Prince Harry meets Osseointegration pioneer Munjed Al Muderis
In my last article I wrote about the advances in prosthetic technologies and how a new surgery, not available in the UK was being pioneered in Sweden and Australia.
I was talking about Osseointegration and I was pleasantly surprised to find that I wasn’t the only one that has seen the technological achievements of the surgeons and nurses who carry out the life changing procedure.
Recently Prince Harry met with his colleague and friend, Lt Alistair Spearing, a decorated British lieutenant who lost his legs in Afghanistan, and orthopaedic surgeon Munjed Al Muderis, whose pioneering surgery has helped my clients Viktorija and Mark to walk again after losing their limbs.
Dr Al Muderis opened his own orthopaedics practice in Sydney in 2010 and has since become one of the world’s most successful orthopaedic surgeons and a pioneer of osseointegration with his patented titanium rod implant which allows for a more manageable connection between the bone and prosthesis.
Prince Harry witnessed Allistair walking again on parallel bars weeks after his successful osseointegration and commented:
“Firstly the surgery went really really well - a little bit longer than expected but these guys are learning constantly … but he (Alistair) is over the moon and thrilled to bits to be up and walking again on a new set of legs.
I think what they’re doing here is absolutely amazing. Osseointegration is, as far as I can see it, the way forward for single amputees or double amputees above the knee. I’ve been in negotiations with him [Associate Professor Munjed Al Muderis] and we’re going to get him across to the UK… because it’s life changing it really is.”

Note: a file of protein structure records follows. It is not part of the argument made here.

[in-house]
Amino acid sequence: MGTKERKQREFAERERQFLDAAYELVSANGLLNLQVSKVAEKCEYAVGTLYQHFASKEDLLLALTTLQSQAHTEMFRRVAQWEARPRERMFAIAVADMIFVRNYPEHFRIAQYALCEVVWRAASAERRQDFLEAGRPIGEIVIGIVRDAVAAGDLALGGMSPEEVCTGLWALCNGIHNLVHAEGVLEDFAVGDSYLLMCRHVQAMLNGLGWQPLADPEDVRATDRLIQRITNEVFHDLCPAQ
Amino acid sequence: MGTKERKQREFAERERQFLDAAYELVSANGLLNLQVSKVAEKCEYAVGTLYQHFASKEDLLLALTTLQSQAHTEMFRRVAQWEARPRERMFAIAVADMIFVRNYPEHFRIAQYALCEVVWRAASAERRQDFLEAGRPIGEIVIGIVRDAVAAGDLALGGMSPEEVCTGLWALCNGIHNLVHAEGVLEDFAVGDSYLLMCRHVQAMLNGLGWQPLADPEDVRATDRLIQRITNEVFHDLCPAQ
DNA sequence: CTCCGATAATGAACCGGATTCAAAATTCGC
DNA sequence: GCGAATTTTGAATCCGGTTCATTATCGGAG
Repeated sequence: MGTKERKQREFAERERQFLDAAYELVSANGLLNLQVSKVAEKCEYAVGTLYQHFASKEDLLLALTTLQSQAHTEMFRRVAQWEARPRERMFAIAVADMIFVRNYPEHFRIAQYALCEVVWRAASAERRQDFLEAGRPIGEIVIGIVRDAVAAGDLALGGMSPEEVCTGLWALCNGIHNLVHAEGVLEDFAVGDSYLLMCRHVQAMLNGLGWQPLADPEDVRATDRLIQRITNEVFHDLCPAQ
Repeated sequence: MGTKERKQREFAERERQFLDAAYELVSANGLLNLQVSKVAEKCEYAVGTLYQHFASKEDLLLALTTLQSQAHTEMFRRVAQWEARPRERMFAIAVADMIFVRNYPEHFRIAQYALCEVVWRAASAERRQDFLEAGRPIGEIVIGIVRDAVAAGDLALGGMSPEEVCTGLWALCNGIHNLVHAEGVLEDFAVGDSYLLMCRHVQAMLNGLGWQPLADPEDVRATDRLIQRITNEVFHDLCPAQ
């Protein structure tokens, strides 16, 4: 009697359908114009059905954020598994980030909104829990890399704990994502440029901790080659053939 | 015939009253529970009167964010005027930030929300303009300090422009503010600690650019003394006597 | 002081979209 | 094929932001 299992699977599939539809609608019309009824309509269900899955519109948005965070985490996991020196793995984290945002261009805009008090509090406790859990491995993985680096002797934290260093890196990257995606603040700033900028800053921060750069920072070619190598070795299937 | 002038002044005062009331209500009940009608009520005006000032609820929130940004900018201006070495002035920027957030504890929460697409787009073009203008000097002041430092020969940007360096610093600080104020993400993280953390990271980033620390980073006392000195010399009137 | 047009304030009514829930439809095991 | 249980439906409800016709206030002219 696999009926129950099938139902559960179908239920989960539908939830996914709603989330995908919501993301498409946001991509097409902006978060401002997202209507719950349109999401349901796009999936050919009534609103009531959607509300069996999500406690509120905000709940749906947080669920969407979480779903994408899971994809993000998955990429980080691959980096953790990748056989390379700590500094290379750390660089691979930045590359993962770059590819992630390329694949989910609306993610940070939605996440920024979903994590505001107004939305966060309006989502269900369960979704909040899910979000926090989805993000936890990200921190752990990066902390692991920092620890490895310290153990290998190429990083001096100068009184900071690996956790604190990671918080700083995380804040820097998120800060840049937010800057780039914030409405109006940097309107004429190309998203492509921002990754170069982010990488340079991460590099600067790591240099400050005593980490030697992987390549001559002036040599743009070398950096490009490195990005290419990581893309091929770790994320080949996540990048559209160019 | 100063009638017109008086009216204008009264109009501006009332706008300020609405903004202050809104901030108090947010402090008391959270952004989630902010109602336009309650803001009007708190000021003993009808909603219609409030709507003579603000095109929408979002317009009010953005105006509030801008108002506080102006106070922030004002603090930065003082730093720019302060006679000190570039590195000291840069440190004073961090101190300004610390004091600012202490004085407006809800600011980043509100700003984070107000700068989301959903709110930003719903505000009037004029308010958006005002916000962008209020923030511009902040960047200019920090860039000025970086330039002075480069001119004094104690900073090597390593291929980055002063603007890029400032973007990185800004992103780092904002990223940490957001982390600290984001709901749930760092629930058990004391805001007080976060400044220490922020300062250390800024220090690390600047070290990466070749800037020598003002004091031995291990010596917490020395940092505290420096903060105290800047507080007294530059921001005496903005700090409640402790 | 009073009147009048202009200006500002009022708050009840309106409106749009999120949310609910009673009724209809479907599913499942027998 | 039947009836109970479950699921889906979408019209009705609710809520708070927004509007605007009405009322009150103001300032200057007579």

It's great news to hear that Osseointegration is finally getting the exposure it deserves. In my experience it can make a real difference for amputees who are struggling to cope with socket based prostheses for whatever reason, be it cosmetic, emotional or physical. Either way it is clear to me that it is the way forwards for some amputees and more needs to be done to ensure it becomes more readily accessible in the UK for civilians as well as military personnel, who have the benefit of MoD funding.
By Mark Bowman
Mark joined Fieldfisher as a trainee in 2003 and was promoted to Partner in 2013. He successfully pursues personal injury claims and medical negligence claims on behalf of victims and their families.
His medical negligence practice is wide ranging and includes birth injury, surgical negligence and delayed diagnosis amongst others. His personal injury speciality is catastrophic injury cases and in particular road traffic accidents and accidents at work. Mark has recently secured the right to anonymity for Claimants who are protected parties or children in personal injury or medical negligence cases, in the landmark Court of Appeal case of JxMx.
Image Credit: dailytelegraph.com.au